Game Development Reference

In-Depth Information

hand, we do care about visual quality and stability, and we do care whether our

software runs fast or slow—and semi-implicit methods are usually fast.

The semi-implicit version of Euler integration goes like this:

v
(
t
+Δ
t
)=
v
(
t
)+
a
Δ
t,

x
(
t
+Δ
t
)=
x
(
t
)+
v
(
t
+Δ
t
)Δ
t.

By substitution, the second equation is equivalent to
x
(
t
)=
x
(
t −
Δ
t
)+
v
(
t
)Δ
t
,

a fact that together with the above leads us to the Verlet formulation.

11.2.4 Verlet Integration

As mentioned, Verlet integration is an example of a semi-implicit integration

method. The Verlet integration update step is just a reformulation of the expres-

sions given in the previous subsection:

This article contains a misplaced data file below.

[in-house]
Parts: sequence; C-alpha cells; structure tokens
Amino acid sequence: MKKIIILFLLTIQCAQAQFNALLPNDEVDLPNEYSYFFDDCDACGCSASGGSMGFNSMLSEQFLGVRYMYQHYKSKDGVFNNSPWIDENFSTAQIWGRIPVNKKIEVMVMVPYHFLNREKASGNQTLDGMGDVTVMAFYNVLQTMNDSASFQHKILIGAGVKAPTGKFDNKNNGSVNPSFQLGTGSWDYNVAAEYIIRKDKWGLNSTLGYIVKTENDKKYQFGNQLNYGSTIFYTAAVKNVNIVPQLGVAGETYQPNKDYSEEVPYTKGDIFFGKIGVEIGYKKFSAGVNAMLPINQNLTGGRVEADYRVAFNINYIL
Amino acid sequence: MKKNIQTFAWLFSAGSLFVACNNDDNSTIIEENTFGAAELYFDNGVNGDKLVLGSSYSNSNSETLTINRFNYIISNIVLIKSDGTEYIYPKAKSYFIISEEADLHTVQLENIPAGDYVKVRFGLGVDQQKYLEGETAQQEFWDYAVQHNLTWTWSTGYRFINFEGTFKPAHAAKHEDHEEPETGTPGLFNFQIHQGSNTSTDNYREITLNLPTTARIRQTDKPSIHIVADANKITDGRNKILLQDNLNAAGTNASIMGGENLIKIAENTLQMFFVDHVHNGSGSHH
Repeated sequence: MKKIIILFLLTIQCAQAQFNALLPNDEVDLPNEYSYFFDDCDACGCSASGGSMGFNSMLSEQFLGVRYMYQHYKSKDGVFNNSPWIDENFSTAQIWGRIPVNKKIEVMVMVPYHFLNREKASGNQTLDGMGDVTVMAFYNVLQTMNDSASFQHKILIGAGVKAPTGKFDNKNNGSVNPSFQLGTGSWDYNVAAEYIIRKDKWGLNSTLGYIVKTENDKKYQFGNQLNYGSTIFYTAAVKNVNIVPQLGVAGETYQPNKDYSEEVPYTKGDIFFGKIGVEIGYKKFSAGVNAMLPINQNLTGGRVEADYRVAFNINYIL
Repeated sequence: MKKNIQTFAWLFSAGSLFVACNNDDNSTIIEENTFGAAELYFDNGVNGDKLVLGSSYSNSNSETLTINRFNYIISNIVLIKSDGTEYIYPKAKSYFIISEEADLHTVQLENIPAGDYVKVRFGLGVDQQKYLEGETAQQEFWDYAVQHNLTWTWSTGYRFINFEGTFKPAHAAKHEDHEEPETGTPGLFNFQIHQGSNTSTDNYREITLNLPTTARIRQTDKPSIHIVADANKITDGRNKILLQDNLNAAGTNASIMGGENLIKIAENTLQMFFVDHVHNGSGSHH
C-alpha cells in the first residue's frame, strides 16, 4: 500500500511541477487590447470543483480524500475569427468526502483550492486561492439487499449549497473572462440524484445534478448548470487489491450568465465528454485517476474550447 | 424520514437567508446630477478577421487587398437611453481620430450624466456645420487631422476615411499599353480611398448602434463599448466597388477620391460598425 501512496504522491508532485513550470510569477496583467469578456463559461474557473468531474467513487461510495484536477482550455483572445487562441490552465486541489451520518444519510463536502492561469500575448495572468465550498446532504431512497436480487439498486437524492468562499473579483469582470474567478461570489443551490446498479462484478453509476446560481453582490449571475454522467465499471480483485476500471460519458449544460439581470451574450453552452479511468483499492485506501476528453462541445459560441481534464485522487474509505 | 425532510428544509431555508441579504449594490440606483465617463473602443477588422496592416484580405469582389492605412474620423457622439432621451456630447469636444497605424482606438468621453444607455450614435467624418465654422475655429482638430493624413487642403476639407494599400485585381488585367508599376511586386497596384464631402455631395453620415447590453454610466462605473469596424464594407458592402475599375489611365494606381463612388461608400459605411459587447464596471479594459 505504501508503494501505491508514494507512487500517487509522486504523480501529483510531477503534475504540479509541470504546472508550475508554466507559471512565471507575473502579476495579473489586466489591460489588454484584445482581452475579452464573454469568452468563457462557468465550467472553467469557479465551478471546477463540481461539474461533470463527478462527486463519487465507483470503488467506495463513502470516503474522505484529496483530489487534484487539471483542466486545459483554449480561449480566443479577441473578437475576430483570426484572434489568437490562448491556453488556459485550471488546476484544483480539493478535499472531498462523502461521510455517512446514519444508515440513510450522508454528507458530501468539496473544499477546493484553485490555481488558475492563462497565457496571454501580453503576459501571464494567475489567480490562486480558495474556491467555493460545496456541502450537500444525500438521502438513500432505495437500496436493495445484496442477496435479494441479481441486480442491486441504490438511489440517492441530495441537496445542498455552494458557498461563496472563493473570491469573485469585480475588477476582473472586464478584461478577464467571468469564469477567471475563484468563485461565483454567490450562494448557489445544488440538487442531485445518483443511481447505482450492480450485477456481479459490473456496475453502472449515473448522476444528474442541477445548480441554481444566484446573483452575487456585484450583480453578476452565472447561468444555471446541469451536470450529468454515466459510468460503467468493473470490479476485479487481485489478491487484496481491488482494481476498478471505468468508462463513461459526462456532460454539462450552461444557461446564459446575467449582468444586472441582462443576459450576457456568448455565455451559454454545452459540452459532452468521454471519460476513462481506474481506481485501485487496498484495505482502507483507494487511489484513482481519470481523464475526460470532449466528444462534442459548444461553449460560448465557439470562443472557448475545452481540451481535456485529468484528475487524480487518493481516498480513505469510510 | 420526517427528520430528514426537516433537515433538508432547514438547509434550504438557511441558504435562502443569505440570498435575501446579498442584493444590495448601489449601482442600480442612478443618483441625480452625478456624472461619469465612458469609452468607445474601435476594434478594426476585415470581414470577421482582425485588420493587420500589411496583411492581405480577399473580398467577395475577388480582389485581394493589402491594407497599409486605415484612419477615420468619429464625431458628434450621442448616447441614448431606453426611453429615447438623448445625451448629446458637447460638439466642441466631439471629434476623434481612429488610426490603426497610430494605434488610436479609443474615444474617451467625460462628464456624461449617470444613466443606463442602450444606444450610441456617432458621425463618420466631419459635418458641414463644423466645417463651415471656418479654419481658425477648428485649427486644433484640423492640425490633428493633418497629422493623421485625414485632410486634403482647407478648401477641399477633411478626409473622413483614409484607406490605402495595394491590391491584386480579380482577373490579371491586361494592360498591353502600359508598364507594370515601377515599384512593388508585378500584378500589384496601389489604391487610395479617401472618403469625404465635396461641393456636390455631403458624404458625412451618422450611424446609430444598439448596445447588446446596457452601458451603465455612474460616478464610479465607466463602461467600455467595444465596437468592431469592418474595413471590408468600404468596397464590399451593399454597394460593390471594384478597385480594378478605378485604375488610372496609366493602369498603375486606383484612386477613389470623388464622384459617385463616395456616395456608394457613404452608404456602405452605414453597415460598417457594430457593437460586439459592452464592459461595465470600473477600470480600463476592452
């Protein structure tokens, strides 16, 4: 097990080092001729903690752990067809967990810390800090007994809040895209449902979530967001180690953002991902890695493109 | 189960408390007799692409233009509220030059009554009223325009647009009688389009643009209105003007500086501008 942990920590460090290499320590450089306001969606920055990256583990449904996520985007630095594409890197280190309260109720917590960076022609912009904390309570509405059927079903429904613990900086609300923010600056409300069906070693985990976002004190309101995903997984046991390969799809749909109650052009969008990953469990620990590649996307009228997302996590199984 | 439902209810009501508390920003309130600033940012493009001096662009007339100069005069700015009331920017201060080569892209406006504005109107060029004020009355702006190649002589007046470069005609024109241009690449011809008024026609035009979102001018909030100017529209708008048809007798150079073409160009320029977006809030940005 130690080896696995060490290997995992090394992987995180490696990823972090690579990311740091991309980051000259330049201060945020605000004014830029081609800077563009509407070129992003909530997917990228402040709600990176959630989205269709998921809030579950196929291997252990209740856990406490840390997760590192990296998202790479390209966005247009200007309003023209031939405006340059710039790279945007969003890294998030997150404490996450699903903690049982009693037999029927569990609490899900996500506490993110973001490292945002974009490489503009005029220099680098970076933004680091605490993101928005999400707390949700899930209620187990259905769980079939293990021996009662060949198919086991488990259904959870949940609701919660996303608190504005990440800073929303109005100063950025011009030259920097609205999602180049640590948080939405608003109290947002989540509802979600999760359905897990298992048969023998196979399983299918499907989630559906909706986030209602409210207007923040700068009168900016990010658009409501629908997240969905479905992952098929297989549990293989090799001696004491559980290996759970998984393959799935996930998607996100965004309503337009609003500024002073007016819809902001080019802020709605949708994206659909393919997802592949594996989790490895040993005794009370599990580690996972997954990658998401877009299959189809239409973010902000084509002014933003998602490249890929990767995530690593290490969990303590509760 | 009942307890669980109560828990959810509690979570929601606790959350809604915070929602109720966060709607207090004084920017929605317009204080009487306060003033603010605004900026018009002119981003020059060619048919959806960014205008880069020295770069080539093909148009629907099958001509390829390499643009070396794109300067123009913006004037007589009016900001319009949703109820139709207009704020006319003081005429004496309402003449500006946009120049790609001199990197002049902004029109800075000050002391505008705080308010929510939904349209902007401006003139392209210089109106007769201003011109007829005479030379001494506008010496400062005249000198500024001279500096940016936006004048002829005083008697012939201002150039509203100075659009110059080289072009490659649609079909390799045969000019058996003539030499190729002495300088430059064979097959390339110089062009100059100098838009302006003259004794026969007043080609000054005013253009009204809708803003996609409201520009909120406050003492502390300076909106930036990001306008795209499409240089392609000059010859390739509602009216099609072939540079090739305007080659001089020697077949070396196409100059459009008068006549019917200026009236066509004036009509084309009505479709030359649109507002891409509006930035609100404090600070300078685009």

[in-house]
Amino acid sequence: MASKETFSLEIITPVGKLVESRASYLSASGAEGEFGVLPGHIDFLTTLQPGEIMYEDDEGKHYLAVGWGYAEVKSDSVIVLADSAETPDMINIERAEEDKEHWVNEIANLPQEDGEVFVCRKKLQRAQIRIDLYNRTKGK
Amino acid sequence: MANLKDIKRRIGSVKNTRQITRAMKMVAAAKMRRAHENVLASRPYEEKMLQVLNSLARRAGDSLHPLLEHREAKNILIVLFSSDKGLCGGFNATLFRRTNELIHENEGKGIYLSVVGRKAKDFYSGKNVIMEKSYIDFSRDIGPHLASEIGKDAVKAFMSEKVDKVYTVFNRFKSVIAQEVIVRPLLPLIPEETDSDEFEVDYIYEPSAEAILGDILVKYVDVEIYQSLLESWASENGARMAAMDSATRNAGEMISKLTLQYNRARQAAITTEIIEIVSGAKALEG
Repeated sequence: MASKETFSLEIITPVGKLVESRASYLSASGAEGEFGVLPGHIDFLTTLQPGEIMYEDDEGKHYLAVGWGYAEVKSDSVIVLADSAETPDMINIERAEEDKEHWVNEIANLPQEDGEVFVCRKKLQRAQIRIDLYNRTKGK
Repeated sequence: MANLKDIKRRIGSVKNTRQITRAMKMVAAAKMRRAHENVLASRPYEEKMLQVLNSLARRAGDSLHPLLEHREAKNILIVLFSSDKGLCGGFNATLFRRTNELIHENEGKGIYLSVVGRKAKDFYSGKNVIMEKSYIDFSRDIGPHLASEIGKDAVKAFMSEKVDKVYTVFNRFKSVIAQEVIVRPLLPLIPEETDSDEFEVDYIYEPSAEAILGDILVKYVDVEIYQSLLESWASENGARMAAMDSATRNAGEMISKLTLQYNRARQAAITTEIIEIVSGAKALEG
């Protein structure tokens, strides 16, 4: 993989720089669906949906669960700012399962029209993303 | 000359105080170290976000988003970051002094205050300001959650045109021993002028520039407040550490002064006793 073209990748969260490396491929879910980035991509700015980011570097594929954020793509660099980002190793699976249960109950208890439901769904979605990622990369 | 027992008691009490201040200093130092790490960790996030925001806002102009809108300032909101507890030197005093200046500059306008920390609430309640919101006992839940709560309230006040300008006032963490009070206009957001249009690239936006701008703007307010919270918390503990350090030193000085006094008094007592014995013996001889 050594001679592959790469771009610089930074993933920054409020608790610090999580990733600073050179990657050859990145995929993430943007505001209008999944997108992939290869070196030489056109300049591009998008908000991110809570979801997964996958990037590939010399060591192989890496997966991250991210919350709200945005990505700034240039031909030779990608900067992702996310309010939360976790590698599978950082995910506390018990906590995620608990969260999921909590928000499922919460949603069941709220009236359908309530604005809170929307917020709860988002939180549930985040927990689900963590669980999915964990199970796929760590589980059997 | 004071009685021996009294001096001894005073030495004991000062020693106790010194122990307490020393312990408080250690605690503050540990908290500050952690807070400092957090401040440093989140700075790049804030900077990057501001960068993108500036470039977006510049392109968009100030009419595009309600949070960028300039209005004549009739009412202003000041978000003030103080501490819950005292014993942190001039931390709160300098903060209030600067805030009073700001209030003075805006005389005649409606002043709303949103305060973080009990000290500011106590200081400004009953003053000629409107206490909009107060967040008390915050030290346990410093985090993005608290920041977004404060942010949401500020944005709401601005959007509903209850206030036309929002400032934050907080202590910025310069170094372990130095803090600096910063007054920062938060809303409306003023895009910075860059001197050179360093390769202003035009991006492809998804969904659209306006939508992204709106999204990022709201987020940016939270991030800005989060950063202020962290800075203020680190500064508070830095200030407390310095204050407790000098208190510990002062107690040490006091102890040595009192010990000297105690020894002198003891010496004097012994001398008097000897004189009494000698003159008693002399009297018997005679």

Δ
t
)+
a
(
t
)(Δ
t
)
2
.

x
(
t
+Δ
t
)=2
x
(
t
)

−

x
(
t

−

Instead of storing the particles' positions
x
and velocities
v
as before, it suffices

to store the current position
x
(
t
) and the previous position
x
(
t

−

Δ
t
). Velocities

can then be calculated on the fly from
x
(
t
) and
x
(
t

−

Δ
t
) (if needed at all):

v
(
t
+Δ
t
)=(
x
(
t
+Δ
t
)

−

x
(
t
))
/
Δ
t.

This relation means that positions and velocities are always in sync.

Since
x
(
t
)

Δ
t
) is just the change in position from the last time frame,

the Verlet formula can be interpreted as follows:

−

x
(
t

−

1. Add to the current position the distance we just moved in the previous time

step.

2. Adjust the position to account for gravity and other forces.

3. The new velocity is directly proportional to the total step we just moved.

Be aware that because velocity is now given only implicitly by using the previous

positions of the particles, the time step needs to be kept constant between each

call to the numerical integrator. While it is possible to develop formulas that take

changing time steps into account, in my experience, the best way to handle larger

time steps is to simply call the integrator multiple times.